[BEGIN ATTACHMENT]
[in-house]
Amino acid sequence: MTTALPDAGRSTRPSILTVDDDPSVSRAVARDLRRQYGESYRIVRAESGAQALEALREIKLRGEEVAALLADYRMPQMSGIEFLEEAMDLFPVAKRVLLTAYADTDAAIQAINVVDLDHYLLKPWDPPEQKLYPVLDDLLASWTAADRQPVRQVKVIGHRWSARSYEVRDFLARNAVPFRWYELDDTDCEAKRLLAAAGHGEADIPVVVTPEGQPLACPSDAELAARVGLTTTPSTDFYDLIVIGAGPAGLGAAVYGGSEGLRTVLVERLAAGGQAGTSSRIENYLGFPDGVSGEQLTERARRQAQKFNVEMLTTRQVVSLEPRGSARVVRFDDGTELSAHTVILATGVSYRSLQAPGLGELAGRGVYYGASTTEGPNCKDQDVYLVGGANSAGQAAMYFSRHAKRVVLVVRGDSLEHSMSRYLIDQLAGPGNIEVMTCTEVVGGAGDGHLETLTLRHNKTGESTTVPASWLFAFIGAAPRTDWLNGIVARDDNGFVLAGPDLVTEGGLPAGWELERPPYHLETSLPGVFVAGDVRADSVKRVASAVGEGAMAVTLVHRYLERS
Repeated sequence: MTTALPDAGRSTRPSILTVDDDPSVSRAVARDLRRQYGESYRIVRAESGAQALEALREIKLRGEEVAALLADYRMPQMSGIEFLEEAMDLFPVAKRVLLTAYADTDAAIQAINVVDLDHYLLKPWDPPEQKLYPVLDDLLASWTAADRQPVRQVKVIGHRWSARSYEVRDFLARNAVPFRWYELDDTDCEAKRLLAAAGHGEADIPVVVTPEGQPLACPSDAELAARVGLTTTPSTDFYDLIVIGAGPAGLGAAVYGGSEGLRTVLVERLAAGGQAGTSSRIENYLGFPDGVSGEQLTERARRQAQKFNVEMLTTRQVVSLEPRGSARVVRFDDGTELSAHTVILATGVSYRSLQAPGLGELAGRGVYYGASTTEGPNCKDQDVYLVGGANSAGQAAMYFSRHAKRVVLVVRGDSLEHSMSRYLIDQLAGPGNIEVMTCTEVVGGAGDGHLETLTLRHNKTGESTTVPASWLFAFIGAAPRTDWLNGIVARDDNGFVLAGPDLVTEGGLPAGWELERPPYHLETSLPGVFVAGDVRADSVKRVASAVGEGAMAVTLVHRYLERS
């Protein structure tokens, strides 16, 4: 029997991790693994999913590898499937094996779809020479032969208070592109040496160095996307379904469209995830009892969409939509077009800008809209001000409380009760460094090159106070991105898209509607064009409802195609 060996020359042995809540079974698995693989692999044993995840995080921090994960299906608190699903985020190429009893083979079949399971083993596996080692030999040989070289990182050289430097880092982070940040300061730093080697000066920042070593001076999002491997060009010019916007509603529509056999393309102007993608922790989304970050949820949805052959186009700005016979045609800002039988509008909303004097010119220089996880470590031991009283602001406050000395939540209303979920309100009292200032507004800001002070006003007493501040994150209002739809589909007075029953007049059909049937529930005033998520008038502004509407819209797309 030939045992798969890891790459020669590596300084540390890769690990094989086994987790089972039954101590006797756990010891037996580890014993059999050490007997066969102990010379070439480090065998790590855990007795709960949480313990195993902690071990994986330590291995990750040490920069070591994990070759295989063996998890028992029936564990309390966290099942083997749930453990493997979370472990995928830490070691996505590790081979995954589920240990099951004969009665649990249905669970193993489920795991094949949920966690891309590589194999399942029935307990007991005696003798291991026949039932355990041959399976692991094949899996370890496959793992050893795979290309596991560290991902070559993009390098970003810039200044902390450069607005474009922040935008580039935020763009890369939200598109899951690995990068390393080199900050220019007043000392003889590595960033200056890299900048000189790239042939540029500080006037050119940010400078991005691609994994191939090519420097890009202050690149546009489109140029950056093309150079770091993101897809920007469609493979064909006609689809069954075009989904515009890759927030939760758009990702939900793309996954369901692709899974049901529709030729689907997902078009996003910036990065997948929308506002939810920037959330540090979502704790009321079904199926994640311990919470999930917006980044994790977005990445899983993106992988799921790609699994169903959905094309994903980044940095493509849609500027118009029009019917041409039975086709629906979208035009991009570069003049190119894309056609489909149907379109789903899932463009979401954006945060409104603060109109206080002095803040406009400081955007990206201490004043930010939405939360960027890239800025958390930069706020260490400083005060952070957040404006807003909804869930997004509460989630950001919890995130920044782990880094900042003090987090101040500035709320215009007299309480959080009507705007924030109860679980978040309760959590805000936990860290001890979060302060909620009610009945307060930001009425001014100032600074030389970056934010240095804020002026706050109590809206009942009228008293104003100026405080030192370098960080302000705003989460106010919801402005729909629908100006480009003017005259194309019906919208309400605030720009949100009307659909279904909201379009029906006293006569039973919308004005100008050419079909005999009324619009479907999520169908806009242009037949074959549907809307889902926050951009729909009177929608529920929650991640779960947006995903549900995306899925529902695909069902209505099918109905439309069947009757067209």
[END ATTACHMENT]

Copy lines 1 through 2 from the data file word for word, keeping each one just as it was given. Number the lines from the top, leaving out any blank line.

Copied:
[in-house]
Amino acid sequence: MTTALPDAGRSTRPSILTVDDDPSVSRAVARDLRRQYGESYRIVRAESGAQALEALREIKLRGEEVAALLADYRMPQMSGIEFLEEAMDLFPVAKRVLLTAYADTDAAIQAINVVDLDHYLLKPWDPPEQKLYPVLDDLLASWTAADRQPVRQVKVIGHRWSARSYEVRDFLARNAVPFRWYELDDTDCEAKRLLAAAGHGEADIPVVVTPEGQPLACPSDAELAARVGLTTTPSTDFYDLIVIGAGPAGLGAAVYGGSEGLRTVLVERLAAGGQAGTSSRIENYLGFPDGVSGEQLTERARRQAQKFNVEMLTTRQVVSLEPRGSARVVRFDDGTELSAHTVILATGVSYRSLQAPGLGELAGRGVYYGASTTEGPNCKDQDVYLVGGANSAGQAAMYFSRHAKRVVLVVRGDSLEHSMSRYLIDQLAGPGNIEVMTCTEVVGGAGDGHLETLTLRHNKTGESTTVPASWLFAFIGAAPRTDWLNGIVARDDNGFVLAGPDLVTEGGLPAGWELERPPYHLETSLPGVFVAGDVRADSVKRVASAVGEGAMAVTLVHRYLERS